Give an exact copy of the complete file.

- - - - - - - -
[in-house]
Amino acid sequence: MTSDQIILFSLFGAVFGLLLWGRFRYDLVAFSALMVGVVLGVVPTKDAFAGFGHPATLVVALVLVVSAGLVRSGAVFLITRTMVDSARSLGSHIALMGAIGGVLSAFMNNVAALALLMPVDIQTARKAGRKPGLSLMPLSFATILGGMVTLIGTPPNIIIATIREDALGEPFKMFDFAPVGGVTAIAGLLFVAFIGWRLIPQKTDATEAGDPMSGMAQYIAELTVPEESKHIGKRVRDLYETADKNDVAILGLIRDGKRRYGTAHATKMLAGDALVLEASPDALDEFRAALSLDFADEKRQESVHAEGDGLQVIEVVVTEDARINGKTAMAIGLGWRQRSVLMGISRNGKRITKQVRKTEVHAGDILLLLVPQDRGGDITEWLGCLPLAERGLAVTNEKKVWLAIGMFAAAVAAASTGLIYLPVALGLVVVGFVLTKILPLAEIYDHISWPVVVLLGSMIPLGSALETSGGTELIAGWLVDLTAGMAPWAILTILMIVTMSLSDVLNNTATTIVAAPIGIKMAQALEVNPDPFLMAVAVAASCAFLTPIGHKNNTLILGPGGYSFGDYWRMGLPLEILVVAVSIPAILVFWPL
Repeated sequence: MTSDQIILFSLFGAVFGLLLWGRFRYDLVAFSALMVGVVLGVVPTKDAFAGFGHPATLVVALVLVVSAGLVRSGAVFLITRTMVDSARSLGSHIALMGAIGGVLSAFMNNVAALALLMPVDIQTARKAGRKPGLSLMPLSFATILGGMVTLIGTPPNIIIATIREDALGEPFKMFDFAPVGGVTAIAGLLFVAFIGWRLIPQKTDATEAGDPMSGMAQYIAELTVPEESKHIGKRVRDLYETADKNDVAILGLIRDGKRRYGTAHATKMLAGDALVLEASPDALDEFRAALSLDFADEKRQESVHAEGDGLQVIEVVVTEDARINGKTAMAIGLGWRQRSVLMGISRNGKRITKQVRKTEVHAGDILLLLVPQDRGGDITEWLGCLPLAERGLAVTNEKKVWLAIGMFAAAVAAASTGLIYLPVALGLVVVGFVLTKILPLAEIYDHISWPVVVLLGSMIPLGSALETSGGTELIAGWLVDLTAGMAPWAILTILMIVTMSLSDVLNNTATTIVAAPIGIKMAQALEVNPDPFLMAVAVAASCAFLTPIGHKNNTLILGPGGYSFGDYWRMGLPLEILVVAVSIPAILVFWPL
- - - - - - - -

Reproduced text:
[in-house]
Amino acid sequence: MTSDQIILFSLFGAVFGLLLWGRFRYDLVAFSALMVGVVLGVVPTKDAFAGFGHPATLVVALVLVVSAGLVRSGAVFLITRTMVDSARSLGSHIALMGAIGGVLSAFMNNVAALALLMPVDIQTARKAGRKPGLSLMPLSFATILGGMVTLIGTPPNIIIATIREDALGEPFKMFDFAPVGGVTAIAGLLFVAFIGWRLIPQKTDATEAGDPMSGMAQYIAELTVPEESKHIGKRVRDLYETADKNDVAILGLIRDGKRRYGTAHATKMLAGDALVLEASPDALDEFRAALSLDFADEKRQESVHAEGDGLQVIEVVVTEDARINGKTAMAIGLGWRQRSVLMGISRNGKRITKQVRKTEVHAGDILLLLVPQDRGGDITEWLGCLPLAERGLAVTNEKKVWLAIGMFAAAVAAASTGLIYLPVALGLVVVGFVLTKILPLAEIYDHISWPVVVLLGSMIPLGSALETSGGTELIAGWLVDLTAGMAPWAILTILMIVTMSLSDVLNNTATTIVAAPIGIKMAQALEVNPDPFLMAVAVAASCAFLTPIGHKNNTLILGPGGYSFGDYWRMGLPLEILVVAVSIPAILVFWPL
Repeated sequence: MTSDQIILFSLFGAVFGLLLWGRFRYDLVAFSALMVGVVLGVVPTKDAFAGFGHPATLVVALVLVVSAGLVRSGAVFLITRTMVDSARSLGSHIALMGAIGGVLSAFMNNVAALALLMPVDIQTARKAGRKPGLSLMPLSFATILGGMVTLIGTPPNIIIATIREDALGEPFKMFDFAPVGGVTAIAGLLFVAFIGWRLIPQKTDATEAGDPMSGMAQYIAELTVPEESKHIGKRVRDLYETADKNDVAILGLIRDGKRRYGTAHATKMLAGDALVLEASPDALDEFRAALSLDFADEKRQESVHAEGDGLQVIEVVVTEDARINGKTAMAIGLGWRQRSVLMGISRNGKRITKQVRKTEVHAGDILLLLVPQDRGGDITEWLGCLPLAERGLAVTNEKKVWLAIGMFAAAVAAASTGLIYLPVALGLVVVGFVLTKILPLAEIYDHISWPVVVLLGSMIPLGSALETSGGTELIAGWLVDLTAGMAPWAILTILMIVTMSLSDVLNNTATTIVAAPIGIKMAQALEVNPDPFLMAVAVAASCAFLTPIGHKNNTLILGPGGYSFGDYWRMGLPLEILVVAVSIPAILVFWPL